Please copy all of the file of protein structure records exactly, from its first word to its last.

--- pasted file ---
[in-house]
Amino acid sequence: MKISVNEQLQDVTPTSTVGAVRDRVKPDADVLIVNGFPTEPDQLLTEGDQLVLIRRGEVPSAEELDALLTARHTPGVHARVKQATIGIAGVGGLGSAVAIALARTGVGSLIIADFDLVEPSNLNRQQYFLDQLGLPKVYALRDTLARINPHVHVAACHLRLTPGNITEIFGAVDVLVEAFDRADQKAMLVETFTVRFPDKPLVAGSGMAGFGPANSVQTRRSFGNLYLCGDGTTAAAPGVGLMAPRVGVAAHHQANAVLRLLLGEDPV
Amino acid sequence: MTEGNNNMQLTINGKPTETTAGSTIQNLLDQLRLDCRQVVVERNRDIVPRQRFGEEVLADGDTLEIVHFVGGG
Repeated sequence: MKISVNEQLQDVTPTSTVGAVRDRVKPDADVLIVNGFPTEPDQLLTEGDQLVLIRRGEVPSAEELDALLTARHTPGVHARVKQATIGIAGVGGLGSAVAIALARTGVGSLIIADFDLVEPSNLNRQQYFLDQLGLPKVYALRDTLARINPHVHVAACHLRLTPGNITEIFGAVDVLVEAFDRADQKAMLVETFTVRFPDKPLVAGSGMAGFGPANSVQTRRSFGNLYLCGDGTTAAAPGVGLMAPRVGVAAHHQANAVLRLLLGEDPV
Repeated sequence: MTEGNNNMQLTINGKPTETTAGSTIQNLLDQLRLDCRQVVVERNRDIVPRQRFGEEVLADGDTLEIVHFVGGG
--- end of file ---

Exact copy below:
[in-house]
Amino acid sequence: MKISVNEQLQDVTPTSTVGAVRDRVKPDADVLIVNGFPTEPDQLLTEGDQLVLIRRGEVPSAEELDALLTARHTPGVHARVKQATIGIAGVGGLGSAVAIALARTGVGSLIIADFDLVEPSNLNRQQYFLDQLGLPKVYALRDTLARINPHVHVAACHLRLTPGNITEIFGAVDVLVEAFDRADQKAMLVETFTVRFPDKPLVAGSGMAGFGPANSVQTRRSFGNLYLCGDGTTAAAPGVGLMAPRVGVAAHHQANAVLRLLLGEDPV
Amino acid sequence: MTEGNNNMQLTINGKPTETTAGSTIQNLLDQLRLDCRQVVVERNRDIVPRQRFGEEVLADGDTLEIVHFVGGG
Repeated sequence: MKISVNEQLQDVTPTSTVGAVRDRVKPDADVLIVNGFPTEPDQLLTEGDQLVLIRRGEVPSAEELDALLTARHTPGVHARVKQATIGIAGVGGLGSAVAIALARTGVGSLIIADFDLVEPSNLNRQQYFLDQLGLPKVYALRDTLARINPHVHVAACHLRLTPGNITEIFGAVDVLVEAFDRADQKAMLVETFTVRFPDKPLVAGSGMAGFGPANSVQTRRSFGNLYLCGDGTTAAAPGVGLMAPRVGVAAHHQANAVLRLLLGEDPV
Repeated sequence: MTEGNNNMQLTINGKPTETTAGSTIQNLLDQLRLDCRQVVVERNRDIVPRQRFGEEVLADGDTLEIVHFVGGG